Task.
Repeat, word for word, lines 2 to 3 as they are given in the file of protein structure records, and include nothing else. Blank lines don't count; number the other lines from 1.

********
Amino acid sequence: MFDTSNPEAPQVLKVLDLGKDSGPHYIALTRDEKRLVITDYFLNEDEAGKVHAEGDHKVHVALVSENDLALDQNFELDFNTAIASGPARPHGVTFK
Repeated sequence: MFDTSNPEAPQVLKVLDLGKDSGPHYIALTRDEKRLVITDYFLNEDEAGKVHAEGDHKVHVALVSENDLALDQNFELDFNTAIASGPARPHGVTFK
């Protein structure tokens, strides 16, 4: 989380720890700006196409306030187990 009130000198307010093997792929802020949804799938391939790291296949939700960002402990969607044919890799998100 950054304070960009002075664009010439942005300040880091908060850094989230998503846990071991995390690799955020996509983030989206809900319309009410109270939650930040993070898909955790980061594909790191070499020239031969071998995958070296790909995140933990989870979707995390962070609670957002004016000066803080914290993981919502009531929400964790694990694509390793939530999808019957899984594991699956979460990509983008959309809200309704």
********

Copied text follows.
Repeated sequence: MFDTSNPEAPQVLKVLDLGKDSGPHYIALTRDEKRLVITDYFLNEDEAGKVHAEGDHKVHVALVSENDLALDQNFELDFNTAIASGPARPHGVTFK
């Protein structure tokens, strides 16, 4: 989380720890700006196409306030187990 009130000198307010093997792929802020949804799938391939790291296949939700960002402990969607044919890799998100 950054304070960009002075664009010439942005300040880091908060850094989230998503846990071991995390690799955020996509983030989206809900319309009410109270939650930040993070898909955790980061594909790191070499020239031969071998995958070296790909995140933990989870979707995390962070609670957002004016000066803080914290993981919502009531929400964790694990694509390793939530999808019957899984594991699956979460990509983008959309809200309704």